Methodology This analysis is based on fiscal year 2012, which is the first full fiscal year under the higher Illinois tax rates. The consumption data is based on the 2009 Consumer Expenditure Survey (CES) published by the U.S. Department of Labor’s Bureau of Labor Statistics. While the CES only publishes data by region, the estimate for Illinois was created by allocating the regional data based on Illinois’s share of personal income for the midwest region. The data was extrapolated to fiscal year 2012 using the Consumer Price Index forecast from the Congressional Budget Office. The fiscal year 2012 state tax collections are based on data from the Commission on Government Forecasting and Accountability: http://www.ilga.gov/commission/cgfa2006/ Upload/FY12econforecastrevestimate.pdf. The local tax collection was extrapolated from data from the U.S. Department of Commerce’s Census Bureau. The fiscal year 2012 federal tax collection data is from the Congressional Budget Office. The estimate for Federal taxes paid by Illinois is based on data from the Tax Foundation: http://www.taxfoundation.org/files/sr139.pdf.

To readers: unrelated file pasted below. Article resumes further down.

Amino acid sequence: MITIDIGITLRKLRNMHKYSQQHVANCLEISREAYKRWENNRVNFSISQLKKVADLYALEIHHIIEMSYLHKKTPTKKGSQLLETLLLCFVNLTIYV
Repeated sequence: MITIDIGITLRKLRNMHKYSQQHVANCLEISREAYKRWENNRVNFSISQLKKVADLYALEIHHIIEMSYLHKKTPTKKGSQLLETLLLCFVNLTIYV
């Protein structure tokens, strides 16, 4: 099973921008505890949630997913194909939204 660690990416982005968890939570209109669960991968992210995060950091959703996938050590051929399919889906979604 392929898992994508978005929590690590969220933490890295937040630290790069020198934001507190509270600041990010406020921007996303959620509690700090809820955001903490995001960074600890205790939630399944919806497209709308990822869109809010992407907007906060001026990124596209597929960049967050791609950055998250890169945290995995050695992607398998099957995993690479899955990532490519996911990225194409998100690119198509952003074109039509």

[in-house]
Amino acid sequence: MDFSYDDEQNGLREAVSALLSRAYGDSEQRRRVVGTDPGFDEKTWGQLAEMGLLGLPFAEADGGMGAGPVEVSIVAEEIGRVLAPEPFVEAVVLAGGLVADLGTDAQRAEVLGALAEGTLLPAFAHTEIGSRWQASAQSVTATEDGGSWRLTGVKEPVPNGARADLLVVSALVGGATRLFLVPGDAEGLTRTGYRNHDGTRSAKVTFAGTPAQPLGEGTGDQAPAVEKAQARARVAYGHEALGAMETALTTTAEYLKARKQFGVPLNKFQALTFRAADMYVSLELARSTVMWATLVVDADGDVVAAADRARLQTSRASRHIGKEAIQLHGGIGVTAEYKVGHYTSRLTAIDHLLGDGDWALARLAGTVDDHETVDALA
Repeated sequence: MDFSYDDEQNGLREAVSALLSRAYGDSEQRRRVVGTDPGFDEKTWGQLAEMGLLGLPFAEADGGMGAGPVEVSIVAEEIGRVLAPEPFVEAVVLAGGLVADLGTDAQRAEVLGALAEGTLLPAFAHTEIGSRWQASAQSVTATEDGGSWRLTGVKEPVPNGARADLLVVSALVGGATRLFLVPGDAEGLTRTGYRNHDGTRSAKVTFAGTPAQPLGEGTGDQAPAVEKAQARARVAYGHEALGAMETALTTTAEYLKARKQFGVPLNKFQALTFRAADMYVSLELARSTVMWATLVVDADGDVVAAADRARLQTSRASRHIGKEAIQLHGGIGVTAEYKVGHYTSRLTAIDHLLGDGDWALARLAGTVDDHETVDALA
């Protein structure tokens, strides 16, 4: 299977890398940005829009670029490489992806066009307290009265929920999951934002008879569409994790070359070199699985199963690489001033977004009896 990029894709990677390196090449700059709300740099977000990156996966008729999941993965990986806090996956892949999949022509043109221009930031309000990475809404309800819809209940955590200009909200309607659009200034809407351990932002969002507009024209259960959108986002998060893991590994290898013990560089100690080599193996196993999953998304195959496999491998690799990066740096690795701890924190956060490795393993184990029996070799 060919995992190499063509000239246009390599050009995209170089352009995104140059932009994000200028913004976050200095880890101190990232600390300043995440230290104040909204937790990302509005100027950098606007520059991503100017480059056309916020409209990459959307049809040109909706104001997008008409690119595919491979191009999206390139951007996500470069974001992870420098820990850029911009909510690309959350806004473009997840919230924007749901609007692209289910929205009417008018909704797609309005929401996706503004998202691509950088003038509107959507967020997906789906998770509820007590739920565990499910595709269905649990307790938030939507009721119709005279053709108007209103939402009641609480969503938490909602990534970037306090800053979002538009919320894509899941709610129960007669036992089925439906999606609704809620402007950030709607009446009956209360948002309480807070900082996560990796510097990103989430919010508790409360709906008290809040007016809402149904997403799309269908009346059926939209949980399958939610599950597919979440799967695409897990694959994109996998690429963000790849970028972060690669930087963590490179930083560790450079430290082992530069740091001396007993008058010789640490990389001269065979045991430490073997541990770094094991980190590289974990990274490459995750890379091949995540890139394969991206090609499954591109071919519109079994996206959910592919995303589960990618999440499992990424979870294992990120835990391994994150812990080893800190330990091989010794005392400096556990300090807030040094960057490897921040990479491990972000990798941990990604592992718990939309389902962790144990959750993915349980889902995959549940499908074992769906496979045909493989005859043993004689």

Graphic 5. Illinoisans Prefer Pension Benefit Reform over Tax Hikes
“In 2015, pension payments will increase from $4 billion per year to $8 billion per year, and there will not be enough revenue to cover this increase. What do you think should be done to cover this increase? Do you think that...”

Sixty-four percent of respondents said that benefits for current public employees should be reduced, while 26 percent felt that Illinois state taxes should be raised.

Source: Poll of 500 likely Illinois voters was conducted by Public Opinion Strategies on behalf of the Illinois Policy Institute between January 10-11, 2011. N = 500 Likely Voters. Margin of Error = + 4.38%.